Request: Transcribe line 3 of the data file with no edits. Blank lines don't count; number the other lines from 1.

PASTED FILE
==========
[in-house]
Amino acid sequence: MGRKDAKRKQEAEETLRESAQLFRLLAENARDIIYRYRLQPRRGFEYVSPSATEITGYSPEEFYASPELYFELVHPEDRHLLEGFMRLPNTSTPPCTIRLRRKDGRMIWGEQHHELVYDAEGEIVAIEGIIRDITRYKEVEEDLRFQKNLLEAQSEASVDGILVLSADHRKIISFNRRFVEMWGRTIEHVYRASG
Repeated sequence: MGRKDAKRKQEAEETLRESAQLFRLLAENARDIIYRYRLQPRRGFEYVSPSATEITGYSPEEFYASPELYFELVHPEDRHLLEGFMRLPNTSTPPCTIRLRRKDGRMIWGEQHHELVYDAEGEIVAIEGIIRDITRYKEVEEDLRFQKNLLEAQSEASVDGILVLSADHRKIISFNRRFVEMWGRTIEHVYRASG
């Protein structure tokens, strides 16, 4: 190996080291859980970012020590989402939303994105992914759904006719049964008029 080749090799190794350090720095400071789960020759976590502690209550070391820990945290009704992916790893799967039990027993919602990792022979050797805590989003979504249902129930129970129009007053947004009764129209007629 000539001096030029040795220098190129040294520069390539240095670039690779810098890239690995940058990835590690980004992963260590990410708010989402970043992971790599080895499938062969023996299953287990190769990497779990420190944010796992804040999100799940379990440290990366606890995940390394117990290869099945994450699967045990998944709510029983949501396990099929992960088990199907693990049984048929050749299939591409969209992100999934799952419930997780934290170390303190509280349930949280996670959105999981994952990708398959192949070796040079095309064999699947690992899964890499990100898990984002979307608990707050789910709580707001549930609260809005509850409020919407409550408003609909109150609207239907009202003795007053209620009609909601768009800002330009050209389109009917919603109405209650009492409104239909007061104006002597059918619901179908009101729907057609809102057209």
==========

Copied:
Repeated sequence: MGRKDAKRKQEAEETLRESAQLFRLLAENARDIIYRYRLQPRRGFEYVSPSATEITGYSPEEFYASPELYFELVHPEDRHLLEGFMRLPNTSTPPCTIRLRRKDGRMIWGEQHHELVYDAEGEIVAIEGIIRDITRYKEVEEDLRFQKNLLEAQSEASVDGILVLSADHRKIISFNRRFVEMWGRTIEHVYRASG